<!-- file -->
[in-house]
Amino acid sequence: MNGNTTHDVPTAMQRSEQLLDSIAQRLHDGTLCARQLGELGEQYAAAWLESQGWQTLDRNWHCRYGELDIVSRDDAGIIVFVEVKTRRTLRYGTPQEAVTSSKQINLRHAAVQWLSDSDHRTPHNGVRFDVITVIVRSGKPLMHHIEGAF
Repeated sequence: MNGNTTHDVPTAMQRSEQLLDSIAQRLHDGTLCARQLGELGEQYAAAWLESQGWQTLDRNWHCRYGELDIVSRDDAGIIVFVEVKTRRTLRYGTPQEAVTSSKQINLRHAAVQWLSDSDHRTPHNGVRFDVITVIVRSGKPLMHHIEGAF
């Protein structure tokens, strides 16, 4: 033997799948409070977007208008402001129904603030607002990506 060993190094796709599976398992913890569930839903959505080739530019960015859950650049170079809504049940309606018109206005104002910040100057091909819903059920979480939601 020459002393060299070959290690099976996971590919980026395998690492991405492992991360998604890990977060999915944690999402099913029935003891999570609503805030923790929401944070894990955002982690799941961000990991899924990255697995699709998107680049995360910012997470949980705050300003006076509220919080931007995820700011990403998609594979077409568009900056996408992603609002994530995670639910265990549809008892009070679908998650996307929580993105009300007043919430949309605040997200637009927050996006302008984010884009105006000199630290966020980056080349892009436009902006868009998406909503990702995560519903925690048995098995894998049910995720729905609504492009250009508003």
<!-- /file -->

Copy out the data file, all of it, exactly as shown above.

[in-house]
Amino acid sequence: MNGNTTHDVPTAMQRSEQLLDSIAQRLHDGTLCARQLGELGEQYAAAWLESQGWQTLDRNWHCRYGELDIVSRDDAGIIVFVEVKTRRTLRYGTPQEAVTSSKQINLRHAAVQWLSDSDHRTPHNGVRFDVITVIVRSGKPLMHHIEGAF
Repeated sequence: MNGNTTHDVPTAMQRSEQLLDSIAQRLHDGTLCARQLGELGEQYAAAWLESQGWQTLDRNWHCRYGELDIVSRDDAGIIVFVEVKTRRTLRYGTPQEAVTSSKQINLRHAAVQWLSDSDHRTPHNGVRFDVITVIVRSGKPLMHHIEGAF
């Protein structure tokens, strides 16, 4: 033997799948409070977007208008402001129904603030607002990506 060993190094796709599976398992913890569930839903959505080739530019960015859950650049170079809504049940309606018109206005104002910040100057091909819903059920979480939601 020459002393060299070959290690099976996971590919980026395998690492991405492992991360998604890990977060999915944690999402099913029935003891999570609503805030923790929401944070894990955002982690799941961000990991899924990255697995699709998107680049995360910012997470949980705050300003006076509220919080931007995820700011990403998609594979077409568009900056996408992603609002994530995670639910265990549809008892009070679908998650996307929580993105009300007043919430949309605040997200637009927050996006302008984010884009105006000199630290966020980056080349892009436009902006868009998406909503990702995560519903925690048995098995894998049910995720729905609504492009250009508003």